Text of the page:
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Federico Germani, Julian W. März, Caroline Clarinval and Nikola Biller-Andorno Published «Economic sanctions, healthcare and the right to health» in BMJ Global Health.
Sanctions are increasingly used by national states and the international community to put economic and political pressure on target countries, with the aim of effecting a shift in foreign or internal policies.
In this paper, we argue that sanctions should never be imposed on healthcare products—diagnostic, curative or preventive—or on any other good or service that can be reasonably expected to entail direct negative consequences on access to healthcare in the sanctioned state.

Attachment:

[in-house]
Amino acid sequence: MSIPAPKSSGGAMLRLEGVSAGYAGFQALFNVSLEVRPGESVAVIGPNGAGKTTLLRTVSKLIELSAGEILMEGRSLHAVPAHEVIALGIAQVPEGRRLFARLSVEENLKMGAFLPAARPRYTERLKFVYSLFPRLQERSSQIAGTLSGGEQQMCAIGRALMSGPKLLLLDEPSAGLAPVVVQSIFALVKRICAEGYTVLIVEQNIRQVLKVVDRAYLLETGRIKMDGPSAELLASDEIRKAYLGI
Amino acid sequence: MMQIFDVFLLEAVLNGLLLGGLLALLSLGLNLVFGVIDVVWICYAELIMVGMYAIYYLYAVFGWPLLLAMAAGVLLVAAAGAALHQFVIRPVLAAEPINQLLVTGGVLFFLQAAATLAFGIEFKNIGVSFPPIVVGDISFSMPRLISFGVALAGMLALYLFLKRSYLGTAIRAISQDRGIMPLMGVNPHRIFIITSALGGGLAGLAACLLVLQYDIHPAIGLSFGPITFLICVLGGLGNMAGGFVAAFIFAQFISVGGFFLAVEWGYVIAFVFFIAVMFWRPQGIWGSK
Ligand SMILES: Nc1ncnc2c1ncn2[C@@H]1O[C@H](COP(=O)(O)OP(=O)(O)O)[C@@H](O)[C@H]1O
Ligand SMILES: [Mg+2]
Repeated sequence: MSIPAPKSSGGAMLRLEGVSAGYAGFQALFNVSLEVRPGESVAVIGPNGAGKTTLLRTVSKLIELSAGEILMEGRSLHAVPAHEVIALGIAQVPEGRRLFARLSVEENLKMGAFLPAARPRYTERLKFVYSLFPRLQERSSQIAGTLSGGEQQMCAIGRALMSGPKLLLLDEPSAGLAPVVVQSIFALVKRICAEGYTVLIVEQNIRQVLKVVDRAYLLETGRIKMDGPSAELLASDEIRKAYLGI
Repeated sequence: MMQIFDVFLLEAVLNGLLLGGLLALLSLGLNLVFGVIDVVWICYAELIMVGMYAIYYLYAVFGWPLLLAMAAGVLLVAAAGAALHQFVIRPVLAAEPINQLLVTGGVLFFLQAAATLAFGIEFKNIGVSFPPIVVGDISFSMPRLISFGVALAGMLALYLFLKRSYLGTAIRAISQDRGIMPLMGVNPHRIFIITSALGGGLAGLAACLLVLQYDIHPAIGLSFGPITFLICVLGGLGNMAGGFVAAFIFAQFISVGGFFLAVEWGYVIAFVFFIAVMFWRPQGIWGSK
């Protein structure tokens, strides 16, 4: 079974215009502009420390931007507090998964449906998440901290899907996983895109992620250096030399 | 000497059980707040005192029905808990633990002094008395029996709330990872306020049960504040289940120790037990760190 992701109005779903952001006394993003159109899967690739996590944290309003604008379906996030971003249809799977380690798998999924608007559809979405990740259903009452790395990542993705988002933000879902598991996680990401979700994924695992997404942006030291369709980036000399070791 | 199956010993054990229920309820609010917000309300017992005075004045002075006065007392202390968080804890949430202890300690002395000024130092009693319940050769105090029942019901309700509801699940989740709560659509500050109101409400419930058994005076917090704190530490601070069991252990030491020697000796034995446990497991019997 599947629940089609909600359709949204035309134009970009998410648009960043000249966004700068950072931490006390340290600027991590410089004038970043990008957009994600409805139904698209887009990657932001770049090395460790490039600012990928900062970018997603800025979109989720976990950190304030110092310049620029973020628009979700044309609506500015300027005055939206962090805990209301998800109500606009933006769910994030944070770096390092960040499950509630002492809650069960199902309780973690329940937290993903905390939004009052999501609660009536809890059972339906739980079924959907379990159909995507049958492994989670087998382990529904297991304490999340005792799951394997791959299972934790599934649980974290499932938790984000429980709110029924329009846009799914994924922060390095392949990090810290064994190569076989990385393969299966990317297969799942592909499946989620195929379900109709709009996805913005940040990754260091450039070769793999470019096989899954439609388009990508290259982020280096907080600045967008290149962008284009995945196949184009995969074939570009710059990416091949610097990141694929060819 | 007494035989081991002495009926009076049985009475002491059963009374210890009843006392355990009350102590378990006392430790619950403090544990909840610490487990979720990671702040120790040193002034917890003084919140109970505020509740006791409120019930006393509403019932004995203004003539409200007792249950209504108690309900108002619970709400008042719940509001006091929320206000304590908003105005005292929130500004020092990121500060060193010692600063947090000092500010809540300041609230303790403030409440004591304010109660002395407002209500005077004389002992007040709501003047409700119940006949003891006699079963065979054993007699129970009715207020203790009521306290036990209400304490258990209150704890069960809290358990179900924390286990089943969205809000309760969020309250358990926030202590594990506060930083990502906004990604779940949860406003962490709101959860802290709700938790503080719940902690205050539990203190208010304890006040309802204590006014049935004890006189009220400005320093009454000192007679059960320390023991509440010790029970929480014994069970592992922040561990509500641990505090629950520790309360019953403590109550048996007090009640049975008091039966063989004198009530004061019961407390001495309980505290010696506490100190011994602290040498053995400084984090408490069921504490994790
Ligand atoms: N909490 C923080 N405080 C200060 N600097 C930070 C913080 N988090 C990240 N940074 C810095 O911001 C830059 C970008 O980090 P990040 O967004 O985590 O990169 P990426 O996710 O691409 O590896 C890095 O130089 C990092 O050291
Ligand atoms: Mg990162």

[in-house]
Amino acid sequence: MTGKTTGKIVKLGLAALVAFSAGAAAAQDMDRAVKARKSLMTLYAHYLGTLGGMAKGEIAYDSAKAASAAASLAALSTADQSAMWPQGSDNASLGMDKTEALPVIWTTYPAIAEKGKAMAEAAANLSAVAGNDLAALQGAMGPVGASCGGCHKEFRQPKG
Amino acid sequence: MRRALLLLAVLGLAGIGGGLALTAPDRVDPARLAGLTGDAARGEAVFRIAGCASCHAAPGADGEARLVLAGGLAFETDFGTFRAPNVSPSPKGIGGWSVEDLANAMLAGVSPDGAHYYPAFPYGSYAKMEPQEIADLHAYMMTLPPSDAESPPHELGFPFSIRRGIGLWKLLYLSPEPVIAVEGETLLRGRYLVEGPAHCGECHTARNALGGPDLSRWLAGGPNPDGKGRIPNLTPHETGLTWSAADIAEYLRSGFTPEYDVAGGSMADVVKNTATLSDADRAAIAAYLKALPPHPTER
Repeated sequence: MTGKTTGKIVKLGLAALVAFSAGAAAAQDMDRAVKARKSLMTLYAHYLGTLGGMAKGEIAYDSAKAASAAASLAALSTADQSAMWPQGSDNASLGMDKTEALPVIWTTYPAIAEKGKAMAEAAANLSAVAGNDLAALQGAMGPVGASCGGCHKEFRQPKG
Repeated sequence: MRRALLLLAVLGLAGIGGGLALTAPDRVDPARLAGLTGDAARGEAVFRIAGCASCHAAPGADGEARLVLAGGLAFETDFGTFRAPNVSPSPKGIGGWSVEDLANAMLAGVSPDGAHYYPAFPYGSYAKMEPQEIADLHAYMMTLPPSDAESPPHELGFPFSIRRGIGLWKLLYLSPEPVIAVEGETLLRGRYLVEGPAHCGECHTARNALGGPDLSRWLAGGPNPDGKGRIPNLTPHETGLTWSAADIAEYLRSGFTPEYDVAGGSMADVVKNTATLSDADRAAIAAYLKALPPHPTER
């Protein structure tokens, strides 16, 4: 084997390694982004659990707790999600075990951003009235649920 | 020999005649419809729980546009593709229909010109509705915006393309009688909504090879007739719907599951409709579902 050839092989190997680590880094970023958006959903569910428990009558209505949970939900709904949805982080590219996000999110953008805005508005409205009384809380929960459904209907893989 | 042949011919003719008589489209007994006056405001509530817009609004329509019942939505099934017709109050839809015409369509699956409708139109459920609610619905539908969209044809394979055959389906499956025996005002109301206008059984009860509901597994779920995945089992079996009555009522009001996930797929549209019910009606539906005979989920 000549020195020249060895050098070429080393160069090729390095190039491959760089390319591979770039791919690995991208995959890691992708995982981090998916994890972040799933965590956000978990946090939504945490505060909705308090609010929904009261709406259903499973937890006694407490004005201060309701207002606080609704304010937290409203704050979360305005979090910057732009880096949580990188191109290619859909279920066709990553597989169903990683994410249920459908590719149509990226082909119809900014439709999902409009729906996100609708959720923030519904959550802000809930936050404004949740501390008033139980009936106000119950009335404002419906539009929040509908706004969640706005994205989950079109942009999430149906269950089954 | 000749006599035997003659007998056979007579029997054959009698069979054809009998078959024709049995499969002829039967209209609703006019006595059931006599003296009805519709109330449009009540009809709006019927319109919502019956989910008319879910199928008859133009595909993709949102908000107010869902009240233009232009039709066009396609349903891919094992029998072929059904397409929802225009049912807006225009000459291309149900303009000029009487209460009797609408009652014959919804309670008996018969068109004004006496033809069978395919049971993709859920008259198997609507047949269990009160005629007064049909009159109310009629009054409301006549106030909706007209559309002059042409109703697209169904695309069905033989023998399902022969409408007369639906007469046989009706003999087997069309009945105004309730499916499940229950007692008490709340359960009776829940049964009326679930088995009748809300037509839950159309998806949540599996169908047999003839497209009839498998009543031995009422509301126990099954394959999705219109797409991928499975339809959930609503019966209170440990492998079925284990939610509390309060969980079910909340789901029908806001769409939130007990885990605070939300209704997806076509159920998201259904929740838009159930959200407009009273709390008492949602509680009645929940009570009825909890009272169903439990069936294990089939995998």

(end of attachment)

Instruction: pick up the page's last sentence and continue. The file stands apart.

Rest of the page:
In addition, we propose the establishment of a supranational task force to review and monitor sanctions to ensure they do not violate the right to health, or to mandate existing organisations to monitor the effects sanctions have on healthcare systems.
We discuss these issues considering key ethical and human rights aspects, including justice, vulnerability, proportionality and responsibility.
We discuss how responsibility should be shared between states or organisations imposing the sanctions, and states targeted by sanctions.
Sanctioned states should make efforts to mitigate effects of economic sanctions by prioritising spending in the interest of their citizens’ health.